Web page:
How to Drive Digital Success in Asia: New York Roundtable Recap
Last week, ForwardPMX hosted a round table event in our New York City offices at One World Trade Center, led by Chief International Officer, Hannes Ben, and APAC and Russia Director, Yanyan Froud.
The session covered a range of key topics particularly relevant to US-based, as well as global brands, looking to expand successfully into Asian markets, and reach consumers across mainland China, South Korea and Japan – including: an overview of the opportunity, the importance of understanding culture and preferences of consumers in these countries, the nuances of the native platforms, and a variety of case studies to demonstrate challenges and success stories of businesses breaking into Asia.
Brands in attendance came from diverse backgrounds and verticals, making for an extremely engaged and thought-provoking conversation. In fact, many expressed shared challenges when it comes to evaluating new opportunities and determining success in Asia.
“When there started to be a lot of buzz about China, everyone wanted to get into the market. Businesses were pushing a lot of budget in and expecting it to work. But, you need a very different structure in China. There are a huge number of channels – and huge opportunity – but there’s much more nuance than brands might realize.” – Hannes Ben, Chief International Officer
Some challenges we heard:
- “We don’t know if the data we have is good data. Attribution and reporting is a challenge, as is transparency and trust.”
- “There’s friction between global consumer expectations and local consumer expectations.”
- “It’s challenging to enter a market without having local marketing or social teams on the ground that understand consumers and the platforms.”
- “Translating our story that works in the US to something that resonates and is meaningful for consumers and culture in APAC is something we’re still working on.”
- “We’re not sure when we should be driving consumers from local platforms to our US websites, or to localized websites.”
- “We moved full speed ahead in the Chinese market, and things grew too big, too fast before we were properly prepared.”
Some key talking points from session leaders:
Getting the Basics Right: Website Localization Impact
Conversion rates are significantly higher when sites are localized, particularly in Japan, where there is a 345% increase in conversion rate when the website is properly localized. While brand awareness is extremely critical in Japan, trust is even more important. Brands must work to build trust and loyalty by creating relevant (and accurate), local experiences.
In Korea, even though consumers are generally less versed in the English language, they actually show higher conversion rates on US e-commerce websites than consumers in Japan and China.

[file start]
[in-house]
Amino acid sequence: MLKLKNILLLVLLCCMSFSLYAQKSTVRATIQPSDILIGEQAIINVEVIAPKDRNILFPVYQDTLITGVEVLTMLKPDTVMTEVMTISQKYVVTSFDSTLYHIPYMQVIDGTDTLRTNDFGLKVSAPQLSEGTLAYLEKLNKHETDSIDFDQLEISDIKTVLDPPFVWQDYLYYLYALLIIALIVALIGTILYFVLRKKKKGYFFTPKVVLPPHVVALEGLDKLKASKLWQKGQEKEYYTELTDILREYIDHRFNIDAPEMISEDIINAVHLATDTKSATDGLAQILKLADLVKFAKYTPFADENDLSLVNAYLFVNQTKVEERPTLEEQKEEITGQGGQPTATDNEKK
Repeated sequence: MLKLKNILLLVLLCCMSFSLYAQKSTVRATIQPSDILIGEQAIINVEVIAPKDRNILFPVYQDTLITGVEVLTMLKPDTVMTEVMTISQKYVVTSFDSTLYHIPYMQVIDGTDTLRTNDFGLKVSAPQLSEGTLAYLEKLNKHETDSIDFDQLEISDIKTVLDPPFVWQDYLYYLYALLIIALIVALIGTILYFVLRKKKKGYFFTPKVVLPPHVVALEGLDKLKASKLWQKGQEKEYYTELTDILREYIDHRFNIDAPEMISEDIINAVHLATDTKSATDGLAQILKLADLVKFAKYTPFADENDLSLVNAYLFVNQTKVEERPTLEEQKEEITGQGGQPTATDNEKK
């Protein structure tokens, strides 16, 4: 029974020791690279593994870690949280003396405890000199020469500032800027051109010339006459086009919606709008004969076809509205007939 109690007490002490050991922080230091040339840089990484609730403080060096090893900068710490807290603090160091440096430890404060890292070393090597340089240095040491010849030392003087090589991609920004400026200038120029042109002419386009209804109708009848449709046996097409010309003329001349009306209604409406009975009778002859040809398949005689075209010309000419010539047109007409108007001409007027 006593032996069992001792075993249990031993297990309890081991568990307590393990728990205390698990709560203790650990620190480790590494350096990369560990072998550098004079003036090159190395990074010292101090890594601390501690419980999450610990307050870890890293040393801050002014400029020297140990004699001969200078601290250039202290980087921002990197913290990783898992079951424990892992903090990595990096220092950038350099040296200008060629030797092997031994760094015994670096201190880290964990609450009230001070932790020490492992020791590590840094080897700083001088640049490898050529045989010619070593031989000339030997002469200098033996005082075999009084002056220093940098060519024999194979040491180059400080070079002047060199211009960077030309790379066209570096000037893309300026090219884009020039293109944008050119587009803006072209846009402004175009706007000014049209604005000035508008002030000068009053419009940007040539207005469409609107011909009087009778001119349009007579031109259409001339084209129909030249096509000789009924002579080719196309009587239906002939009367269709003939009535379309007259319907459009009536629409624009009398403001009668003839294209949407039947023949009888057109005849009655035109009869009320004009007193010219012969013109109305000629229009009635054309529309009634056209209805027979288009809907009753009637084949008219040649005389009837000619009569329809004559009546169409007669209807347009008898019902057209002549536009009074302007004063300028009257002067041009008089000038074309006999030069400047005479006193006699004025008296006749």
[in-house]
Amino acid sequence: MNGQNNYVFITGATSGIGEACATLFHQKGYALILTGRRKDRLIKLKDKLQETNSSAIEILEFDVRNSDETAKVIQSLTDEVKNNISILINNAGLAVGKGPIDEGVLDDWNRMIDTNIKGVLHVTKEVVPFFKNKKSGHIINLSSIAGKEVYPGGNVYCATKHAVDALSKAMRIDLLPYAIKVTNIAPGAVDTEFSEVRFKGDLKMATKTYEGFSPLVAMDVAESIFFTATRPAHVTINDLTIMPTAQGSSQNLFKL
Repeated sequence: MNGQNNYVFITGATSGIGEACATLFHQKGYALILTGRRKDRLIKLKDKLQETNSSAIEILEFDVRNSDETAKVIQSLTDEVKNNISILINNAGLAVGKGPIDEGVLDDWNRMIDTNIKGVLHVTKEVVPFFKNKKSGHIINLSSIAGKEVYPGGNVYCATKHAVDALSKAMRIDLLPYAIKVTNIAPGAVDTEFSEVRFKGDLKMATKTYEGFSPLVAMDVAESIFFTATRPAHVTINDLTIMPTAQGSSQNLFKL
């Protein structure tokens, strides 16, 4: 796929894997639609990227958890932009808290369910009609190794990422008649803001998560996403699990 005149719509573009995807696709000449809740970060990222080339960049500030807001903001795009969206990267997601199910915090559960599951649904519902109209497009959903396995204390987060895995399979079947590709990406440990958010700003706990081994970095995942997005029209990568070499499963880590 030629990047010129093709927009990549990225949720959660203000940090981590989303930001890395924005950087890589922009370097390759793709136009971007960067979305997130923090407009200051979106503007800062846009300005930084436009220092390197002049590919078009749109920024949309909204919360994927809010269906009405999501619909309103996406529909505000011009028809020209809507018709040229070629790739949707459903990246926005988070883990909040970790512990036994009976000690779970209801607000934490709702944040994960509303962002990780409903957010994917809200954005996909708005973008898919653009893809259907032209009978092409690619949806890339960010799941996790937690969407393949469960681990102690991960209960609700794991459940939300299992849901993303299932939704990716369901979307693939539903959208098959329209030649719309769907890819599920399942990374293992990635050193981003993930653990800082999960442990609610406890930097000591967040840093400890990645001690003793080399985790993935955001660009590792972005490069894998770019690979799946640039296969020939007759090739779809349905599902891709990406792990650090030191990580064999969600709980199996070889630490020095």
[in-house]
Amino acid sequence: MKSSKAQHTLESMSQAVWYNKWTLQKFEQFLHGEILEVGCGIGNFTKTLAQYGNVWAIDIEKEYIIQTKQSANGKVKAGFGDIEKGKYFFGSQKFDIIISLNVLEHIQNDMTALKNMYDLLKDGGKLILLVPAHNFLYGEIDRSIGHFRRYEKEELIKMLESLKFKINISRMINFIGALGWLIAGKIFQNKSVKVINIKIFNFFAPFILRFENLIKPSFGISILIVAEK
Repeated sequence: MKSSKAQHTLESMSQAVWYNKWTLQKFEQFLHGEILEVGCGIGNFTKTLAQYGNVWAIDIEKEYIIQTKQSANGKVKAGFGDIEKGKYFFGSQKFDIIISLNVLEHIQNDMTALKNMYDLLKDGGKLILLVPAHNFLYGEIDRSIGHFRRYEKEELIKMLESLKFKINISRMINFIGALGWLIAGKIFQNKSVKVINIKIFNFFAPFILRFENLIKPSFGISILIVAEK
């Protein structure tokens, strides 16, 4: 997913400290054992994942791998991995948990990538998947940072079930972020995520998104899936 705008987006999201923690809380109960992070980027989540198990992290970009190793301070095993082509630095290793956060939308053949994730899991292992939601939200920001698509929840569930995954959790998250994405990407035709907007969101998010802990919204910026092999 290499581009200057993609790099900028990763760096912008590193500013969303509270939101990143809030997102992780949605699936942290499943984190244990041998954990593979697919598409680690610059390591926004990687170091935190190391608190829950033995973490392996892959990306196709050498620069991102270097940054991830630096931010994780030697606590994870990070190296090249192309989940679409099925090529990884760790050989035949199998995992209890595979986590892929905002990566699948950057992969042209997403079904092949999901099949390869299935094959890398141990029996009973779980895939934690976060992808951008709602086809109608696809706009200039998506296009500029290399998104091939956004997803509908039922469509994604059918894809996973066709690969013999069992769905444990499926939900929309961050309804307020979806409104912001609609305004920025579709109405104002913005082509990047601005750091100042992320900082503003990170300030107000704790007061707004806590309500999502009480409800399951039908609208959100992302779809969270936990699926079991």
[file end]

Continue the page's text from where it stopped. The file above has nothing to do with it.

“Even the really big brands are still not getting it right because of poor localization of the websites.” – Hannes Ben, Chief International Officer
Getting the Basics Right: Payment Methods & Shipping Expectations
International payment options like PayPal are good to offer, but local payment options are sometimes required. For instance, in Korea, consumers are used to paying through KakaoPay and LinePay.
In China, consumers expect free delivery. In fact, you may have someone willing to spend $1500 on a handbag, but unwilling to pay any amount for shipping. Instead, these consumers will look for another site that offers delivery free of charge. Consumers in China, Korea and Japan are very price sensitive, often comparing and shopping around. Some are more tolerant of delivery time frames. Shoppers in Korea, for instance, are more flexible with shipping time – they’ll wait up to 2 weeks for product, because they know it’s something they can’t necessarily get elsewhere, and so it’s worth the wait.
Understanding the Consumer: Influencers
“In China, internet penetration is only at around 57% in a population of 1.4 billion people. But even still, this represents huge potential for businesses. Imagine if one day, that percentage grows to 80% penetration. This is the huge opportunity that exists.” – Yanyan Froud, APAC & Russia Director
In China, the number one thing that people talk about, both on social and in how they search, is influencers. People place extreme value in influencers’ opinions, and quite often instead of searching phrases like “the top restaurant in X”, people are searching “influencer X’s recommended restaurant”.
Influencers Quick Facts:
- In China, more than 80% of digital shoppers take reviews from social e-commerce platforms into consideration before making a purchase.
- In Japan, Instagram & Twitter (more for teenagers) have the strongest influence on shopping decisions. Instagram is particularly strong in age group 25-38.
- In Korea, Naver Blog & Café and Instagram & Facebook have the strongest influence on shopping decisions. Instagram is particularly strong in age group 20-35.
In general, consumers across China, Japan and South Korea are extremely social savvy. 80% of the Korean population are social users, while 75% and 78% of the respective populations in Japan and China are social users.
For more on how to invest intelligently in China, check out this overview from Yanyan Froud.
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